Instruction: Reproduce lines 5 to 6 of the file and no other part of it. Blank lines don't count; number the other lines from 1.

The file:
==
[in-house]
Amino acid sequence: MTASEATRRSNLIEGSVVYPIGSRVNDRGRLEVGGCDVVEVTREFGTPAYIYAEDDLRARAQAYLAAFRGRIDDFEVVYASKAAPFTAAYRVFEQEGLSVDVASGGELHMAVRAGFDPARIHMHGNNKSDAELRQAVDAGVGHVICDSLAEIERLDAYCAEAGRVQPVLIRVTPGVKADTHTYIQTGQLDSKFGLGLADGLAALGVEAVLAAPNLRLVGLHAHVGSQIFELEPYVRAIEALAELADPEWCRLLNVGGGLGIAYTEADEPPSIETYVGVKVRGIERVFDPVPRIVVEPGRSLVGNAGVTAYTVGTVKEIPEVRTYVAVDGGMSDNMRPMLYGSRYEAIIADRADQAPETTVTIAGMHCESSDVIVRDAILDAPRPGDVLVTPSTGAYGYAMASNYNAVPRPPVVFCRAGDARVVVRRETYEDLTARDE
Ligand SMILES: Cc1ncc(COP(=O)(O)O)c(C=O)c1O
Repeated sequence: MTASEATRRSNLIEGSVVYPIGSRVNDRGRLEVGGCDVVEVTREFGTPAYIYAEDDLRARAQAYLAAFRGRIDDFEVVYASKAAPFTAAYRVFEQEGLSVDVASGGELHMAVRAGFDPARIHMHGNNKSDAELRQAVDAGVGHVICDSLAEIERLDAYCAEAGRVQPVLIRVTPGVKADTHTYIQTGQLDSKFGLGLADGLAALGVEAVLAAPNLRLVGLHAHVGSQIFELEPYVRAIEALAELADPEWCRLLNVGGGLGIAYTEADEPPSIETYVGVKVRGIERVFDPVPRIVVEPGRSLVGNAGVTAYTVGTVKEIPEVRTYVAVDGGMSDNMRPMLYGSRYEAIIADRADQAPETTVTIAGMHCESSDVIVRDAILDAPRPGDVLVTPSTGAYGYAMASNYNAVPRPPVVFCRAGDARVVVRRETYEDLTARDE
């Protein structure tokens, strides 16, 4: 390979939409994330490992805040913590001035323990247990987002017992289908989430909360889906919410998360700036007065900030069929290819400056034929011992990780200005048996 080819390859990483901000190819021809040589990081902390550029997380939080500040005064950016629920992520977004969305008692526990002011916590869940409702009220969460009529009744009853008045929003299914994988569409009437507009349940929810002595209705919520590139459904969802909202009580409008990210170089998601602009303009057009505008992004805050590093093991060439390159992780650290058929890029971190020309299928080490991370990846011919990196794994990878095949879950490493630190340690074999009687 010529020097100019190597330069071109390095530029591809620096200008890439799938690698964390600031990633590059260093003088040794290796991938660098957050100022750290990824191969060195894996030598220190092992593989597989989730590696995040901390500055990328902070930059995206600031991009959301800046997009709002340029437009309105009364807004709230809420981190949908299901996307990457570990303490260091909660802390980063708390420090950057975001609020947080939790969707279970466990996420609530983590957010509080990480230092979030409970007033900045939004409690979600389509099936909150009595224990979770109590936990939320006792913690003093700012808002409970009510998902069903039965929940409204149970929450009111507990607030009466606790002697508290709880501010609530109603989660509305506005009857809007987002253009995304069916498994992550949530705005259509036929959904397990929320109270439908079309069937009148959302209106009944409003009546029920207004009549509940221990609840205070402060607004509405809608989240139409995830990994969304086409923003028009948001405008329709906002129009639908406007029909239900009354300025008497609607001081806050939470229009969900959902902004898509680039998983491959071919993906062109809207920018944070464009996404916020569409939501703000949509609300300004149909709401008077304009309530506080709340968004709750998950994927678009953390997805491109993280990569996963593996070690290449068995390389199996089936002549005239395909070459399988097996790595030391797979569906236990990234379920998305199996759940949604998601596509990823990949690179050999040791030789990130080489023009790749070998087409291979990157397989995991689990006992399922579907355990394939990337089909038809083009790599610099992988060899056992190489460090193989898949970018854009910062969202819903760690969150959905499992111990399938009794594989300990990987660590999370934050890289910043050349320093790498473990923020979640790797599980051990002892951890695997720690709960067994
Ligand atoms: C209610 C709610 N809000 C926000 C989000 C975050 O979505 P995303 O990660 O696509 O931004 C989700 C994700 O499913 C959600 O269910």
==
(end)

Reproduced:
């Protein structure tokens, strides 16, 4: 390979939409994330490992805040913590001035323990247990987002017992289908989430909360889906919410998360700036007065900030069929290819400056034929011992990780200005048996 080819390859990483901000190819021809040589990081902390550029997380939080500040005064950016629920992520977004969305008692526990002011916590869940409702009220969460009529009744009853008045929003299914994988569409009437507009349940929810002595209705919520590139459904969802909202009580409008990210170089998601602009303009057009505008992004805050590093093991060439390159992780650290058929890029971190020309299928080490991370990846011919990196794994990878095949879950490493630190340690074999009687 010529020097100019190597330069071109390095530029591809620096200008890439799938690698964390600031990633590059260093003088040794290796991938660098957050100022750290990824191969060195894996030598220190092992593989597989989730590696995040901390500055990328902070930059995206600031991009959301800046997009709002340029437009309105009364807004709230809420981190949908299901996307990457570990303490260091909660802390980063708390420090950057975001609020947080939790969707279970466990996420609530983590957010509080990480230092979030409970007033900045939004409690979600389509099936909150009595224990979770109590936990939320006792913690003093700012808002409970009510998902069903039965929940409204149970929450009111507990607030009466606790002697508290709880501010609530109603989660509305506005009857809007987002253009995304069916498994992550949530705005259509036929959904397990929320109270439908079309069937009148959302209106009944409003009546029920207004009549509940221990609840205070402060607004509405809608989240139409995830990994969304086409923003028009948001405008329709906002129009639908406007029909239900009354300025008497609607001081806050939470229009969900959902902004898509680039998983491959071919993906062109809207920018944070464009996404916020569409939501703000949509609300300004149909709401008077304009309530506080709340968004709750998950994927678009953390997805491109993280990569996963593996070690290449068995390389199996089936002549005239395909070459399988097996790595030391797979569906236990990234379920998305199996759940949604998601596509990823990949690179050999040791030789990130080489023009790749070998087409291979990157397989995991689990006992399922579907355990394939990337089909038809083009790599610099992988060899056992190489460090193989898949970018854009910062969202819903760690969150959905499992111990399938009794594989300990990987660590999370934050890289910043050349320093790498473990923020979640790797599980051990002892951890695997720690709960067994
Ligand atoms: C209610 C709610 N809000 C926000 C989000 C975050 O979505 P995303 O990660 O696509 O931004 C989700 C994700 O499913 C959600 O269910």